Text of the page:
The wear resistant inserts 42 shown in
The wear resistant inserts 42 can be of varied sizes. In one embodiment each insert is 1″×1″×⅝″ deep. Length and width, shown as LI and WI respectively in
In one embodiment, the bonding material 54 is a thermoset epoxy adhesive capable of bonding to metals. The epoxy forms a strong permanent bond between the forward depression in anvil 28 and the wear resistant inserts 42. The bonding material 50 is present within the insert joints 52 and the peripheral joint 50. This provides bonding between the wear resistant inserts 42. The epoxy may be introduced into the insert joints 52 and peripheral joint 50 by applying a change of pressure and increased temperature to the bonding material 50 and wear resistant inserts 42 prior to setting or curing of the bonding material. Control of atmospheric pressure and type of gas is dependent on the type of bonding agent and process used. Other materials capable of bonding metals may be used as the bonding material. Other suitable bonding materials capable of chemical adhesion may include brazing alloys and airset epoxies. Suitable methods of attachment may also include mechanical or welded type attachments such as bolting or plug welding.
The insert joints 52 between wear resistant inserts 42 serve to prevent crack propagation. It is common for hard materials such as cemented tungsten carbide to crack. A single crack in a one-piece insert design could cause the entire anvil to quickly fail. Whereas, a crack in an insert that is a small part of a larger array will affect only the cracked insert which is less likely to impact on the life of the anvil. This is the reason using many smaller wear resistant inserts 42 with insert joints 52 between is preferable to using one large wear resistant insert 42 to fill the forward depression 28.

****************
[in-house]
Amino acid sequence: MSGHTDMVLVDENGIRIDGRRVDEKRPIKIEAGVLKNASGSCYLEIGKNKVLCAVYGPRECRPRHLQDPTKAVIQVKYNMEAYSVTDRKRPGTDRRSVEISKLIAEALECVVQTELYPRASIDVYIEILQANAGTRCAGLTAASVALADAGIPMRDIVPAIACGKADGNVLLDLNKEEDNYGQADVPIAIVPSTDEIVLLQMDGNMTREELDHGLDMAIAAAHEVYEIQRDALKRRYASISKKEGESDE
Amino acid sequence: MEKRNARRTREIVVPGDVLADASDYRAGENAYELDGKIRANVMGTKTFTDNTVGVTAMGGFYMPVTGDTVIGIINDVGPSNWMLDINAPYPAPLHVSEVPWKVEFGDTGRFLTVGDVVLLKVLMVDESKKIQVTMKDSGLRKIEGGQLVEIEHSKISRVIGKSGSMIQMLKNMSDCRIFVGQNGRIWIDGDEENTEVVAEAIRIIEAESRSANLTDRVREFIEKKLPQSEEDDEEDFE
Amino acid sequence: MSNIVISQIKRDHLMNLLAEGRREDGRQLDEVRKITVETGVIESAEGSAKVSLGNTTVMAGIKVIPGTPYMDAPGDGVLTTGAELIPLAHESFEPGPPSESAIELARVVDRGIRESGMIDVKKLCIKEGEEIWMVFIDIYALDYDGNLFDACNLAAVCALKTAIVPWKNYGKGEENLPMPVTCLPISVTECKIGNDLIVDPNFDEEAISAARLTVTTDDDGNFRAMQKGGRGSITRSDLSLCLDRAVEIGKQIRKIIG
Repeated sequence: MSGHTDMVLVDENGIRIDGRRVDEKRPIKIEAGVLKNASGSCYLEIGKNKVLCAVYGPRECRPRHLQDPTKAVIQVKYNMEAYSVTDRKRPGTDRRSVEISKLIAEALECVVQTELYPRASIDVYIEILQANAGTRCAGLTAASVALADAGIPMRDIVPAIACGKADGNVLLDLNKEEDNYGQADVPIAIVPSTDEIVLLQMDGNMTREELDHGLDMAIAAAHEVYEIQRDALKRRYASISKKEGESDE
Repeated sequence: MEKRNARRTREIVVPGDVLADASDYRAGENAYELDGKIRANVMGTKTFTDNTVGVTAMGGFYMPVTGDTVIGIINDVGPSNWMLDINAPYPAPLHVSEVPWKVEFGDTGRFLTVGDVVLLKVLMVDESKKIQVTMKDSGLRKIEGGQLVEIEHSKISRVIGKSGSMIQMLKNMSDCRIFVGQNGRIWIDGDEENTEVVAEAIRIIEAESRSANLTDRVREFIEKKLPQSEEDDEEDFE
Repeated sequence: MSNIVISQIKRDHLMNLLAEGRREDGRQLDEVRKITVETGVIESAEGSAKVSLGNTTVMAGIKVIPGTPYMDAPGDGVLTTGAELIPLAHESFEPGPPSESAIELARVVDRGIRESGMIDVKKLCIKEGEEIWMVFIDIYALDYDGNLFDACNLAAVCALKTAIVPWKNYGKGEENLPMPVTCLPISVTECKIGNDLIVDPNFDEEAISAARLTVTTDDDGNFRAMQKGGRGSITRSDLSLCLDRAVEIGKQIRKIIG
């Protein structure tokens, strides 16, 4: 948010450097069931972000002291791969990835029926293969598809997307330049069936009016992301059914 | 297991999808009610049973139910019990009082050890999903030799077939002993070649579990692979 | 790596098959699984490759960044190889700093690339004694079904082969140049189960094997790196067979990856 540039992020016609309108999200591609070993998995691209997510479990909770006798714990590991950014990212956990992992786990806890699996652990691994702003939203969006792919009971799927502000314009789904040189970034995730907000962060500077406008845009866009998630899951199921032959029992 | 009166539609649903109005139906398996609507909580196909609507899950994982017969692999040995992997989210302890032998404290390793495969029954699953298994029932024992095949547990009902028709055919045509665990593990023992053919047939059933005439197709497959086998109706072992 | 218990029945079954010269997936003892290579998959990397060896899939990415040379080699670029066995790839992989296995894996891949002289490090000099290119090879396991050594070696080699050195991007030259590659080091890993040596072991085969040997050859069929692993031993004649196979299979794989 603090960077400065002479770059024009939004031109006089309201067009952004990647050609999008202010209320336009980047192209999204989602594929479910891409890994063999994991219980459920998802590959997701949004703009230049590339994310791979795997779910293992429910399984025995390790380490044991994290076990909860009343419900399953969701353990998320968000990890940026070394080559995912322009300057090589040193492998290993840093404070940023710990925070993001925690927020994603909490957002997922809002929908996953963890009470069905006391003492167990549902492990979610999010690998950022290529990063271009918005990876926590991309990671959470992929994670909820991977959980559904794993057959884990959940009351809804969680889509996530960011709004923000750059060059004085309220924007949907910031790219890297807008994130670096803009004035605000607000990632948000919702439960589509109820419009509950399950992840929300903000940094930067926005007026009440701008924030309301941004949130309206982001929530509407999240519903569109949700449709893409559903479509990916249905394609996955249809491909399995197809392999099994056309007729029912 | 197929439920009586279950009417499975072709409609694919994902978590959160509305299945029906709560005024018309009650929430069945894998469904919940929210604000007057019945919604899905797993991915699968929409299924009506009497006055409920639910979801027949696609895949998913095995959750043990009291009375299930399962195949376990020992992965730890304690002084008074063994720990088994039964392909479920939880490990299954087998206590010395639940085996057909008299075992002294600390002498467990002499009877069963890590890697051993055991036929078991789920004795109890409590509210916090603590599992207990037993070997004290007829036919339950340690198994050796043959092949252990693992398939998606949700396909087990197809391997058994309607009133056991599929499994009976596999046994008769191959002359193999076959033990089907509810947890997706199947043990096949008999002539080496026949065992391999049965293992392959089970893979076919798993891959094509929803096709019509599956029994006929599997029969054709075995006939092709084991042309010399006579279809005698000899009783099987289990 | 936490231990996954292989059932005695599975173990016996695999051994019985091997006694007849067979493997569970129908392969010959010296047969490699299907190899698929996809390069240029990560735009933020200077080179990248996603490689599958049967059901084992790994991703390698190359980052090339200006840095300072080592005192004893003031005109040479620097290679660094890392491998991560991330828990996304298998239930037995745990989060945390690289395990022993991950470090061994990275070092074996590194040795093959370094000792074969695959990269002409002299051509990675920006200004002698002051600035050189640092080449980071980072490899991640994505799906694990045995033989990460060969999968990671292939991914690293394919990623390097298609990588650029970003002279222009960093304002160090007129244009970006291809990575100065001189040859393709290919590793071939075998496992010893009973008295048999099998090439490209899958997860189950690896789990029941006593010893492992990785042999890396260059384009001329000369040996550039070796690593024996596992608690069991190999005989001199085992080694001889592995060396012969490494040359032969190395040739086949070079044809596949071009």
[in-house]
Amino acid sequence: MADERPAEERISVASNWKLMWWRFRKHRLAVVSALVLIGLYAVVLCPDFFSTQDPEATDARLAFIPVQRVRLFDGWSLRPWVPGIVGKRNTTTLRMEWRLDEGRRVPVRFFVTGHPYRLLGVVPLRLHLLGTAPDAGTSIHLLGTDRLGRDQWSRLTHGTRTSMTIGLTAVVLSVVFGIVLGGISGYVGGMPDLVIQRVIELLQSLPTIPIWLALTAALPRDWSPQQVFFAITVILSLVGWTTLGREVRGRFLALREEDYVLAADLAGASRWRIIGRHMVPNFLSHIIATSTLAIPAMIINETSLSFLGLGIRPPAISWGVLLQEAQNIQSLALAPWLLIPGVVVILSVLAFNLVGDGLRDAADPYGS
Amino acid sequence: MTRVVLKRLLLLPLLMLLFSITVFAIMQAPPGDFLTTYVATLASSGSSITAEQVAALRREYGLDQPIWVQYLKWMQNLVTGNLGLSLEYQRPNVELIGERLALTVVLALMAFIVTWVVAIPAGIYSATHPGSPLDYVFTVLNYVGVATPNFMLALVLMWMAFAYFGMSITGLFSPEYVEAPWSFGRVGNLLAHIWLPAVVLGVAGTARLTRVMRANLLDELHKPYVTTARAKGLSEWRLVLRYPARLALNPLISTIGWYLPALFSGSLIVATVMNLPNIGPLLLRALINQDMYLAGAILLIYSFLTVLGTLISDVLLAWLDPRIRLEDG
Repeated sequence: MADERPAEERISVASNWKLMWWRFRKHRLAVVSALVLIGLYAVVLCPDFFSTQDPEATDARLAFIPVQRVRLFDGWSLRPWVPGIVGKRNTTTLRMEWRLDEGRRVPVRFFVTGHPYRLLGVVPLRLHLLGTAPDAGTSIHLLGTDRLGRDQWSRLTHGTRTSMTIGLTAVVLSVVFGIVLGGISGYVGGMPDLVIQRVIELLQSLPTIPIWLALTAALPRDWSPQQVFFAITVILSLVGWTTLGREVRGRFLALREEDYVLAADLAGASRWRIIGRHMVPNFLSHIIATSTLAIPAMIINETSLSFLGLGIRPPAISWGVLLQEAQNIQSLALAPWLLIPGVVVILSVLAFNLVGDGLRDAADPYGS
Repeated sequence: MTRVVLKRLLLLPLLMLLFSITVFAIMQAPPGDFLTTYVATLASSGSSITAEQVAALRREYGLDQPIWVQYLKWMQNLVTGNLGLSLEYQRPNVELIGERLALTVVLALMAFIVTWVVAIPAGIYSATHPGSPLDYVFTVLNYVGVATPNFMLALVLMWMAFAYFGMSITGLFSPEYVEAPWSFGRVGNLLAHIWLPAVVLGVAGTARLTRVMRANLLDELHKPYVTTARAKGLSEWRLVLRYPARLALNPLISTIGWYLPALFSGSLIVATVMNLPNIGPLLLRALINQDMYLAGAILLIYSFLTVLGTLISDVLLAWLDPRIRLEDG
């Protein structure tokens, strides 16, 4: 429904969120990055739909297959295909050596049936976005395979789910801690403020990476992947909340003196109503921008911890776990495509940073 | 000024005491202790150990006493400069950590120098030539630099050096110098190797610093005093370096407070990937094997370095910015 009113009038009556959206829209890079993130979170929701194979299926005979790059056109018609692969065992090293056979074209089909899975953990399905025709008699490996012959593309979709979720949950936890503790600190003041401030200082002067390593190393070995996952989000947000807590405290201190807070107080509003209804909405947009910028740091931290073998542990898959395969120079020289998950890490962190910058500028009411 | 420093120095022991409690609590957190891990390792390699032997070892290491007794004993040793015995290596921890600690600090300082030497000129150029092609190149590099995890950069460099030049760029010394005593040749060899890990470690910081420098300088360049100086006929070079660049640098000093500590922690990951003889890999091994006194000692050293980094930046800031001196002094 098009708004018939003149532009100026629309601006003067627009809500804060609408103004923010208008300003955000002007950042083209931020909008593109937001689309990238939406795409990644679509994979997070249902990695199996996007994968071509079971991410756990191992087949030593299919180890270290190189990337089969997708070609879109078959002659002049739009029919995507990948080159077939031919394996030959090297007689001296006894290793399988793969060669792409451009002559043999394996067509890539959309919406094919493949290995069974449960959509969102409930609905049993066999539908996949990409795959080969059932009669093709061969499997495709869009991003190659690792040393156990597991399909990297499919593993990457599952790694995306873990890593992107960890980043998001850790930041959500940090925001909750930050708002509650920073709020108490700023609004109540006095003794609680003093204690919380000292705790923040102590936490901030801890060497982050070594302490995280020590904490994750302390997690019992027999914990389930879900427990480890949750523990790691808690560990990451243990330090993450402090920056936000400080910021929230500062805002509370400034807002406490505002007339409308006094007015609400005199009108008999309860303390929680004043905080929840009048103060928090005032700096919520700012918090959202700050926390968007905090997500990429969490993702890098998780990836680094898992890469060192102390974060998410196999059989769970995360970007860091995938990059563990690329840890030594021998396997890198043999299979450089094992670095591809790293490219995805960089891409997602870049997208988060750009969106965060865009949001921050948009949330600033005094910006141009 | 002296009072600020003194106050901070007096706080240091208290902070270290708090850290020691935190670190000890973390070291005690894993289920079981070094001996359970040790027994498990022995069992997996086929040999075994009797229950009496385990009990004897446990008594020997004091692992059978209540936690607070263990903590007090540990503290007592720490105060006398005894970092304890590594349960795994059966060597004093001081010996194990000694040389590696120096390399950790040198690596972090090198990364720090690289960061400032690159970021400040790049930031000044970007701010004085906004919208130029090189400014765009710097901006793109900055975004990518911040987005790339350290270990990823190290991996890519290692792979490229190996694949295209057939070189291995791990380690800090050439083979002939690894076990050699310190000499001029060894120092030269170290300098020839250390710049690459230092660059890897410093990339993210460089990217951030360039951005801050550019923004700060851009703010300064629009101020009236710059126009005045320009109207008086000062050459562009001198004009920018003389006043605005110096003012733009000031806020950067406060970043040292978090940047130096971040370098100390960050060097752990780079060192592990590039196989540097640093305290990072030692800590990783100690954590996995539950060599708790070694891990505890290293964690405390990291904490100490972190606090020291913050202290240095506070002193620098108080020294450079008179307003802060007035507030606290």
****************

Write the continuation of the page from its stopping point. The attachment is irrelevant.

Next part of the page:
The use of multiple wear resistant inserts 42 also allows anvils to be tailored to be application specific. In one embodiment, inserts are appropriately selected based on the material hardness and toughness required for the particular application. For example, the center sections of an anvil 18 within a VSI crusher will usually experience higher wear than the upper and lower sections. Therefore, tungsten carbide inserts with Co in the range of 5.5-9.0 wt. % could be used in a center portion of the forward depression 28 of the anvil 18 while a less expensive insert may be used in the upper and lower portions of the forward depression 28 of the anvil 18. This flexibility in design will increase the performance of the anvils 18 while saving costs associated with the manufacture of anvils 18.
In an embodiment shown in
In another embodiment shown in
As mentioned above, the anvil angles relative to a radius of the turntable 12 determine the size and distribution of the aggregate produced. Conventional anvils and those subject to “wash out” tend to wear quickly and unevenly. Uneven wear of the forward surface of an anvil 18 causes the anvil angle to change causing undesired aggregate size and distribution. The anvils of the present invention take longer to show any signs of wear. Accordingly, the anvils of the present invention produce a more consistent and predictable reduction in aggregate size and particle distribution.